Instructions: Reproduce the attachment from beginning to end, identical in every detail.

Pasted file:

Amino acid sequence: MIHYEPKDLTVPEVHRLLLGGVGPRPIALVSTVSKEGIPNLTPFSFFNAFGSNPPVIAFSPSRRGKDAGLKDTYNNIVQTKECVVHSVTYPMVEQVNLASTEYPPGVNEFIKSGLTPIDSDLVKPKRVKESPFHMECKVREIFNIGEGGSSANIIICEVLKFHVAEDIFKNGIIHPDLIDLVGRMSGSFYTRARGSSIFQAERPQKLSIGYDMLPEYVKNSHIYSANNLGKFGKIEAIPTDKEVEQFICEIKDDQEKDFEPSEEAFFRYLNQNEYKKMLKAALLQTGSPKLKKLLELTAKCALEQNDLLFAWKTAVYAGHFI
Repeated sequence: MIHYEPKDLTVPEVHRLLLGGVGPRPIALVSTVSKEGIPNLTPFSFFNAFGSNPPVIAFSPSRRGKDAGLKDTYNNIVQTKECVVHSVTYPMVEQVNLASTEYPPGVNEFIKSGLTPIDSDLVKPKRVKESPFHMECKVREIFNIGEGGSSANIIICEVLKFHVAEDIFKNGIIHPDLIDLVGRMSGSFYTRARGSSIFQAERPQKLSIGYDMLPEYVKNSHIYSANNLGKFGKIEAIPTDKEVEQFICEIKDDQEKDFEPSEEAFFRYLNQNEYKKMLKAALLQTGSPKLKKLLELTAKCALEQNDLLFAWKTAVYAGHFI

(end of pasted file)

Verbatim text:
Amino acid sequence: MIHYEPKDLTVPEVHRLLLGGVGPRPIALVSTVSKEGIPNLTPFSFFNAFGSNPPVIAFSPSRRGKDAGLKDTYNNIVQTKECVVHSVTYPMVEQVNLASTEYPPGVNEFIKSGLTPIDSDLVKPKRVKESPFHMECKVREIFNIGEGGSSANIIICEVLKFHVAEDIFKNGIIHPDLIDLVGRMSGSFYTRARGSSIFQAERPQKLSIGYDMLPEYVKNSHIYSANNLGKFGKIEAIPTDKEVEQFICEIKDDQEKDFEPSEEAFFRYLNQNEYKKMLKAALLQTGSPKLKKLLELTAKCALEQNDLLFAWKTAVYAGHFI
Repeated sequence: MIHYEPKDLTVPEVHRLLLGGVGPRPIALVSTVSKEGIPNLTPFSFFNAFGSNPPVIAFSPSRRGKDAGLKDTYNNIVQTKECVVHSVTYPMVEQVNLASTEYPPGVNEFIKSGLTPIDSDLVKPKRVKESPFHMECKVREIFNIGEGGSSANIIICEVLKFHVAEDIFKNGIIHPDLIDLVGRMSGSFYTRARGSSIFQAERPQKLSIGYDMLPEYVKNSHIYSANNLGKFGKIEAIPTDKEVEQFICEIKDDQEKDFEPSEEAFFRYLNQNEYKKMLKAALLQTGSPKLKKLLELTAKCALEQNDLLFAWKTAVYAGHFI